The Unthanks: Live Review

They are wearing dresses that look like fresh versions of the past. And their hair is worn long and embracing of its natural waves and kinks. Rachel is pregnant and vibrant. The Unthanks are wholesome and true. True to their families, friends, dear home and folk music. Their Northern roots infiltrate everything from the lilt of the pronunciation of lyrics; ‘luvley’, to the songs they choose to sing. My image is of them as land girls, wearing cream wooly jumpers, dresses and wellington boots. In the evening they sit around the fire of a single glazed, rambling cottage, singing from right within. Where the truth lies.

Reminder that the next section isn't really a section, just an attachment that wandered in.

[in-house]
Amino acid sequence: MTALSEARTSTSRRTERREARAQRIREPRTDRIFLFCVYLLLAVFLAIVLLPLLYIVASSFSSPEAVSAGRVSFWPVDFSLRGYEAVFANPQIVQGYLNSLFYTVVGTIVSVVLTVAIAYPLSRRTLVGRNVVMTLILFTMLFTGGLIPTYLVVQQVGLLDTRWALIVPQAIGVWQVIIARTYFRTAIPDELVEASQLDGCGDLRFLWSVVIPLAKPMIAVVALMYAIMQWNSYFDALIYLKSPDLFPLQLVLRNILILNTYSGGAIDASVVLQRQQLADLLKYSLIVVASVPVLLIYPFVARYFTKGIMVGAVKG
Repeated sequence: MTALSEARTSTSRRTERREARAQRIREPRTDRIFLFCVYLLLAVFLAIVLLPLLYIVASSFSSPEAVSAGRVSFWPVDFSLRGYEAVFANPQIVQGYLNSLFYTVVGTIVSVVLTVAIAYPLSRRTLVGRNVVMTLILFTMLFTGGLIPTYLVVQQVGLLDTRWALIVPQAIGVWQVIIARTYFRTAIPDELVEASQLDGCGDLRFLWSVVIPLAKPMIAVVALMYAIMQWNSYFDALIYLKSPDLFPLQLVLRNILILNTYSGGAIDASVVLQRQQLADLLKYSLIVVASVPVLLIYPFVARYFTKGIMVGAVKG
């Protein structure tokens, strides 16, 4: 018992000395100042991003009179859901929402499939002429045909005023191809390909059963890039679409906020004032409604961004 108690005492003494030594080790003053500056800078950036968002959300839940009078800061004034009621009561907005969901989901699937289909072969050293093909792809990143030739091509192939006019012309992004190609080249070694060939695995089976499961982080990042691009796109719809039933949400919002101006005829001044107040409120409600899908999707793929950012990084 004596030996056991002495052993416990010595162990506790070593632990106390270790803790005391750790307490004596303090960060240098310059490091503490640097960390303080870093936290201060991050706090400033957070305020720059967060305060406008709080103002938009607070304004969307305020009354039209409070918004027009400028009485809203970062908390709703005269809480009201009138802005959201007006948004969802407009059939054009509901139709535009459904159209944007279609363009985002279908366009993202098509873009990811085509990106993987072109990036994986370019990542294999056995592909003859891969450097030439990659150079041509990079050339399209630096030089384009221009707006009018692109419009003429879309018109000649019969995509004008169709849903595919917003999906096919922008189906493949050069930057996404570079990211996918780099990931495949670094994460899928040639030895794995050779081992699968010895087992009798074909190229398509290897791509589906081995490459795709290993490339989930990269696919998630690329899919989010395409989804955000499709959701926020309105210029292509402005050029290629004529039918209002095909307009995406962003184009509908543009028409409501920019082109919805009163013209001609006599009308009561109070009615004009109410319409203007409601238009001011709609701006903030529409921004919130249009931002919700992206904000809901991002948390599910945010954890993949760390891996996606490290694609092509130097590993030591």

And indeed, growing up in their Northumberland home, the Unthank family would partake in group singing. Their father George, is part of a folk group called The Keelers that specialised in sea shanties of the north-east, their mother is a member of local choirs, and they always attended festivals and folk clubs. Rachel, the older of the two sisters, who looks like peace personified said: “This is amazing, a privilege and an honour, to be up here singing like this. Of course. But there something about singing with lots of people, that’s just… good for the soul.”



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